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HSS
4th Mar 2011, 12:20 PM
Hi,

I'm currently setting up my workshop and need some advice on how to bolt down my Wadkin RU 15 patternmaker's lathe. I don't believe that dyna bolts will do the trick as it's pretty large. I've had a few suggestions such as ripping up the slab in my workshop, digging cavities for blocks (1m cubed) and casting threaded rod into it in the correct positions. I don't know if this is over kill or not. I will be laying a new slab of some sort in order to get a nice flat base anyway (I don't want the moveable bed to bind up at all).

Any suggestions????

There was a post on this website a while ago that was talking about patternmaking and one of the blokes said that he'd used the RU 15 as a patternmaker years ago. Does anyone know who that might be and how I could get in touch with them (I've got a few other specific enquiries as well). I can't find the thread anymore.

hughie
4th Mar 2011, 01:54 PM
1m cubes? what are you turning? :o instead try Chemset bolts if your really worried. Basically they are concrete bolts held in place by epoxy resin. Use to hold down house frames in Hurricane areas.

HSS
4th Mar 2011, 06:13 PM
I'll check out the chemset bolts. They've been suggested to me but I'm more concerned about the concrete they're getting set into. Attached is a photo of the lathe so you can see what I mean. It's got a gap bed so you can turn up to 1800 diam between centres (2100 out board) and 3400-3600 between centres with the bed wound out. I'm using it for a range of different work including architectural, hence the requirement for the large capacity. It's likely that the It's a 3 HP motor.

(Note the photos are taken when it was in storage at home in the garage, not at the workshop where it is now).

Cheers for the advice Hughie :2tsup:

wooden plane
4th Mar 2011, 07:11 PM
Sorry, I didn't finish off my last sentence there. It's possible that I'll be turning up to a few hundred kilos so I need the footings to be appropriate.

China
4th Mar 2011, 09:53 PM
Years ago I had a Wadkin lathe very simillar to yours although it was not a patternmaker's lathe it was the same bulk and length, I fixed it down with large loxin type bolts, the floor it was fixed to was 12" (300mm) thick I never had a problem with it moving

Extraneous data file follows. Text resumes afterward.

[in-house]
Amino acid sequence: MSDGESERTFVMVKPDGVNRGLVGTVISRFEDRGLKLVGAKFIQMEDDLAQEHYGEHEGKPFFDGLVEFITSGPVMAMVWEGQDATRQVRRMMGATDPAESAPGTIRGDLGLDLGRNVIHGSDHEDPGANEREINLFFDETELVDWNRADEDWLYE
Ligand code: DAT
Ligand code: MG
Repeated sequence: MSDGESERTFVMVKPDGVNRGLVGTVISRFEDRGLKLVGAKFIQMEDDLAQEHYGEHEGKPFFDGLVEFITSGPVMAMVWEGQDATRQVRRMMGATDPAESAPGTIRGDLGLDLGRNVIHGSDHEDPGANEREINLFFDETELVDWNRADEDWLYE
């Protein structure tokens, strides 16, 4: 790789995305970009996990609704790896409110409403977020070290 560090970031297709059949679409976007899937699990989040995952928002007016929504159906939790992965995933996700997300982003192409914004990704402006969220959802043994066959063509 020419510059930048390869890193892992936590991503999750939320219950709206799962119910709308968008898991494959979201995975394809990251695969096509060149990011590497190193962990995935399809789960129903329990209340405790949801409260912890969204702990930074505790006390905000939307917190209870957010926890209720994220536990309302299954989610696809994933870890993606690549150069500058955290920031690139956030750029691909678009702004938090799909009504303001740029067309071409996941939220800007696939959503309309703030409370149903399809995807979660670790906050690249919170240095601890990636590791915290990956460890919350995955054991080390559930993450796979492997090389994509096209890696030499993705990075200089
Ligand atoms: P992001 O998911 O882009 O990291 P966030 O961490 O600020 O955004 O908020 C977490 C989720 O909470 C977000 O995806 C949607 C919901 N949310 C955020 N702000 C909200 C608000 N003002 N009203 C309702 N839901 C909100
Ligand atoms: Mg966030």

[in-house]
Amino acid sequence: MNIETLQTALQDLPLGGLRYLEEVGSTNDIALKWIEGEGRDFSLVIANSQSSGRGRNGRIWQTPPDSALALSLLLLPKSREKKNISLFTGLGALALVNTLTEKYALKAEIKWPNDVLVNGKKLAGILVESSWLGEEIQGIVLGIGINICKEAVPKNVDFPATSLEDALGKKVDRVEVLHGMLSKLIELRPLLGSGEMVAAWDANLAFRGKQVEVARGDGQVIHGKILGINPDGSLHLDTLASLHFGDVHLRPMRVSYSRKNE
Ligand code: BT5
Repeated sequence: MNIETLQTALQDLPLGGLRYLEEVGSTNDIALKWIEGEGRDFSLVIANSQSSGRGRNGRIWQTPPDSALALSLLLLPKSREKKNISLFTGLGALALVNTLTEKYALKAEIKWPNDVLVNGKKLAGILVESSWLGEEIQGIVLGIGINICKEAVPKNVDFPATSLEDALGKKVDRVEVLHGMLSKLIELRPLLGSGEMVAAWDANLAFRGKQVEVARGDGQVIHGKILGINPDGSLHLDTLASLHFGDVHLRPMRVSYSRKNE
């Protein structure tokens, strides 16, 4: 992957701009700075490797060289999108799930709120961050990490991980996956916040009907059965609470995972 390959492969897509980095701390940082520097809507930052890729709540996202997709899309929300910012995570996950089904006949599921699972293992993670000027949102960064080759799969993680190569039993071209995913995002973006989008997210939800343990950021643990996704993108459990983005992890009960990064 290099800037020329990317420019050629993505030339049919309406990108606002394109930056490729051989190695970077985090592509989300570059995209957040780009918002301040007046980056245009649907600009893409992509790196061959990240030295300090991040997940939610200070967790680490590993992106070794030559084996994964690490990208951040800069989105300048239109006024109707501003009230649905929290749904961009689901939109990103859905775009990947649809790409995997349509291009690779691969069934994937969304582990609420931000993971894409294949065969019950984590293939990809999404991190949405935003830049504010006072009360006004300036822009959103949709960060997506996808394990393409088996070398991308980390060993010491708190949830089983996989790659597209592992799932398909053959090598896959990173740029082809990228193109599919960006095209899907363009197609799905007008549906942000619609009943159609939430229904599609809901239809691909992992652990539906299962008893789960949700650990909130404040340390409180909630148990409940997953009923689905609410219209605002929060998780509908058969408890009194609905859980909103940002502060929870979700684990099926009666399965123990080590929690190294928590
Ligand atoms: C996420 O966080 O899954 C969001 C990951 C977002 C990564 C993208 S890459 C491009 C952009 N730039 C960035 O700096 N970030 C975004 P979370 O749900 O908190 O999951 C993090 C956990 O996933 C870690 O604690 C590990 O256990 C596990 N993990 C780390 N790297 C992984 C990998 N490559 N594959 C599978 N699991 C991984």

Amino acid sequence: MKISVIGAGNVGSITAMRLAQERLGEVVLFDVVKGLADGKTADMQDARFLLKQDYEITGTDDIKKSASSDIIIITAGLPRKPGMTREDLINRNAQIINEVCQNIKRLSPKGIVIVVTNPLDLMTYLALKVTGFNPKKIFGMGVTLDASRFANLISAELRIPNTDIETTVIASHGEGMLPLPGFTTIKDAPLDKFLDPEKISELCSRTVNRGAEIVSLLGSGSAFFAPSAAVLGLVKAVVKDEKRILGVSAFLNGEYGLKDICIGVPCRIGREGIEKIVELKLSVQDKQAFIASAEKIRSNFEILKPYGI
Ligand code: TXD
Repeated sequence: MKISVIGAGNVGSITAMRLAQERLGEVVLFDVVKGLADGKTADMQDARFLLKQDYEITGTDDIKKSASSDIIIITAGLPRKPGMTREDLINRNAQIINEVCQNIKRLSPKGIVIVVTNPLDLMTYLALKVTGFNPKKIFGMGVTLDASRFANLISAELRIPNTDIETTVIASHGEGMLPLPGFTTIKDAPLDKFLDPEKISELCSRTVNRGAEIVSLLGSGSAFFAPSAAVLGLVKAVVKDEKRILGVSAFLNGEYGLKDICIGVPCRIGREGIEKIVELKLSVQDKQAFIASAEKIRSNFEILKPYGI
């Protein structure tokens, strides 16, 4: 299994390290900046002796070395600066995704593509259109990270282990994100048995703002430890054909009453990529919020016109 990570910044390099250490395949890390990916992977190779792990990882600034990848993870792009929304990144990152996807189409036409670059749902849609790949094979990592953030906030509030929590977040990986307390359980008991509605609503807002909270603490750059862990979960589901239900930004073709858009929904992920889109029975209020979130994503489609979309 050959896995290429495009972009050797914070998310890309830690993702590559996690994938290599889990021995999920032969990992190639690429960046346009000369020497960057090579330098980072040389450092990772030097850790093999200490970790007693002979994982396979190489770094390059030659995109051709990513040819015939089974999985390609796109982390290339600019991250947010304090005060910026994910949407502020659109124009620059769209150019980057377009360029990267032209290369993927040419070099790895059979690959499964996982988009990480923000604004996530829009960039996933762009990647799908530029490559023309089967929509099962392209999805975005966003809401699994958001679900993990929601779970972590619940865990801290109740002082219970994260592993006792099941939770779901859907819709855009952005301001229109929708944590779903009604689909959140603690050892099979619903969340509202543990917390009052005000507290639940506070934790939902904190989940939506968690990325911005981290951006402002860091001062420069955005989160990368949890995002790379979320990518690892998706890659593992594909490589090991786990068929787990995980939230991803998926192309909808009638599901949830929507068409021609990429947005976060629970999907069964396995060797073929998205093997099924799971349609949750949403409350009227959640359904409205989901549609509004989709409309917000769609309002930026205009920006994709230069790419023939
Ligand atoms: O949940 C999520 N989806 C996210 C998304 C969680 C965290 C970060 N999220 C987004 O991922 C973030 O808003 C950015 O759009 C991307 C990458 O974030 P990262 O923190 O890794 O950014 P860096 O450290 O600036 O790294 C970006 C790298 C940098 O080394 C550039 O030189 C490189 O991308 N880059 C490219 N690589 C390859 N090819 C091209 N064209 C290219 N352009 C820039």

HSS
4th Mar 2011, 10:05 PM
That's great, something I can directly compare with. Did you do a lot of large diameter or heavy pieces on it?

comgreserv
5th Mar 2011, 03:47 AM
I want one!
I was in an old pattern shop today and they had 3 of those lathes but maybe a little older and one was able to retract the bed on the right hand side to enable you to swing 1.2mts! thats a big platter...2.4mts give or take!:doh:

NeilS
5th Mar 2011, 01:51 PM
Nice lathe!

Extra nice free standing toolrest pedestal!

And, very impressive faceplate sitting there on the back of the truck.

Can't imagine this one would get a second glance from ...:roll:

rsser
5th Mar 2011, 02:19 PM
What a monster! Good score.

In general with a lathe and bolting down, the pads should be on a plane because you don't want high tension on the fixings of whatever sort twisting the bed.

hughie
5th Mar 2011, 02:40 PM
If you have to reinforce the foundations try boring a holes say 200mm dia through the concrete and down about 1m add reo and screwed rod to hold the lathe down. Then refill with concrete, just make sure your screwed rod is welded to the reo. With this it would be highly unlikely to come adift and its less costly and disruptive as 1m cubes.

HSS
5th Mar 2011, 05:49 PM
I want one!
I was in an old pattern shop today and they had 3 of those lathes but maybe a little older and one was able to retract the bed on the right hand side to enable you to swing 1.2mts! thats a big platter...2.4mts give or take!:doh:

This one's got the same sort of retractible bed. It winds out form the headstock about 750mm to allow for a 1800mm diameter.

What was the name of the pattern shop you visited?